The El Niño-Southern Oscillation (ENSO) and Indian Ocean Dipole (IOD) are currently neutral. Atmospheric and oceanic indicators of ENSO, including the Southern Oscillation Index (SOI), equatorial trade winds, cloudiness near the Dateline, and sea surface and sub-surface temperatures in the tropical Pacific Ocean remain consistent with a neutral ENSO state. The ENSO state has been neutral since the last PICOF held in October 2019. The IOD was in a positive phase until the middle of December. ENSO is natural cycle in the climate system and a major feature of year-to-year climate and ocean variability in the Pacific. The IOD is a pattern of year-to-year variability in the tropical Indian Ocean basin that involves ocean-atmosphere interactions in the east-west direction. A positive IOD is associated with droughts in Southeast Asia and may impact PNG. It also affects the Indian and Australian monsoons.


Despite the ENSO-neutral conditions, above average sea surface temperatures (SSTs) were observed across most of the tropical Pacific Ocean during March. Equatorial subsurface (below surface) temperatures (averaged across 180°-100°W) remained above average overall, but the anomalies decreased during the month due to the expansion of below-average temperatures into the central Pacific at depth. Consequently, upper-oceanic heat content anomalies have decreased notably since late in 2019 and early in 2020. SSTs have been on the warmer side of average in the central equatorial Pacific for most of the last six months. Warmest conditions prevailed in the central equatorial regions; Nauru, Tuvalu and Kiribati. Associated with the warmer than average SSTs were Coral Bleaching Alerts for the western equatorial Pacific in the last quarter of 2019 and early 2020. More recently Coral Bleaching Alerts were issued for the Tokelau and northern Cook Islands.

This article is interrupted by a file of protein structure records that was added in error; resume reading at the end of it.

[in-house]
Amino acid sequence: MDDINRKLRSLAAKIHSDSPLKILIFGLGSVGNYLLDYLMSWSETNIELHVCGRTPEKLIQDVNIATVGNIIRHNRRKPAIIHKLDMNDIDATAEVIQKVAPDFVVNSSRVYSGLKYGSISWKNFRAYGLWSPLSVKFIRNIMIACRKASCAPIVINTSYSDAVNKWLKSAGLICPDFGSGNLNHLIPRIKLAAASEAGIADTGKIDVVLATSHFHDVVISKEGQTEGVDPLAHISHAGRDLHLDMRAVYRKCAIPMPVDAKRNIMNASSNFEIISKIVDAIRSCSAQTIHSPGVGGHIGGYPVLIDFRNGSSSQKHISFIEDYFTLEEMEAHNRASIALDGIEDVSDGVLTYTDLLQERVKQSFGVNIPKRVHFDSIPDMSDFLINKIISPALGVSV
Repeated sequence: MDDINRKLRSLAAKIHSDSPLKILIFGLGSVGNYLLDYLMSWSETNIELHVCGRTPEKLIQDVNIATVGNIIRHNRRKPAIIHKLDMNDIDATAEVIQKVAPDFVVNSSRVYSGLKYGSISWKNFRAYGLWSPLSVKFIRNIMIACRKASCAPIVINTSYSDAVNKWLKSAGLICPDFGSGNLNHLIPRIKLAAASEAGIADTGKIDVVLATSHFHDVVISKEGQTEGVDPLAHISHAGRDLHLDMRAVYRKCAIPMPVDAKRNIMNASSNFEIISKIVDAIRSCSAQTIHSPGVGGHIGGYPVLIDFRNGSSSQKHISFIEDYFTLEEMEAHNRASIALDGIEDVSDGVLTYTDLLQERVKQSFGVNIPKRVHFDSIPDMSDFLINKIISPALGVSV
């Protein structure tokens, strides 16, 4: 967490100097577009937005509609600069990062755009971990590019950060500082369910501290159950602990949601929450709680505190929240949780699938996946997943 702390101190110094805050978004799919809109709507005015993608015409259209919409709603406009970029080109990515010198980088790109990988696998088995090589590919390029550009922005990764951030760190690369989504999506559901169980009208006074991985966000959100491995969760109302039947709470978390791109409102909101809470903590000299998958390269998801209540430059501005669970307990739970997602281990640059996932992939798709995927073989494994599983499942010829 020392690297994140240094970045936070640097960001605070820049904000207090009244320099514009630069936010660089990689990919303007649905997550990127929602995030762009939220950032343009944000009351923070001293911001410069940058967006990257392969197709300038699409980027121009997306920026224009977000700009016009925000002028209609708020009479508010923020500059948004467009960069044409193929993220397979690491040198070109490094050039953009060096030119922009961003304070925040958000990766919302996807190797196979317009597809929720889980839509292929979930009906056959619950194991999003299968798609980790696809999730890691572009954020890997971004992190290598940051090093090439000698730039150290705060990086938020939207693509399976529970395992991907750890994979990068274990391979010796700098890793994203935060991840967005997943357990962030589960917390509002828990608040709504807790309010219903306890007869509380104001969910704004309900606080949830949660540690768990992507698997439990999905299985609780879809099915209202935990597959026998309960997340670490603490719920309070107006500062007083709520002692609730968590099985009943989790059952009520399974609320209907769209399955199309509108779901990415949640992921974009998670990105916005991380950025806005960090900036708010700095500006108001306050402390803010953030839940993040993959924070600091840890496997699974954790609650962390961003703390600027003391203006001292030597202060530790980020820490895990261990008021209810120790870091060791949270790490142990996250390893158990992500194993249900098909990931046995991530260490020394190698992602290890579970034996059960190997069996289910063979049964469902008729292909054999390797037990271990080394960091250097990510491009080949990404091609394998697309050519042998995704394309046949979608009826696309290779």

Sea level in late 2019 was higher than average across most of the tropical Pacific with anomalies in excess of 15 cm across the central Pacific, just north of the equator. Since that time the positive anomalies have returned to near average. More recently in March positive anomalies in excess of 15 cm have appeared around the Tokelau and northern Cook Islands. These anomalies have extended further NW-SE in April. A significant king tide was experienced in Tuvalu in mid-March resulting in the inundation of low-lying and coastal areas.  Swamps and barrow pits overflowed.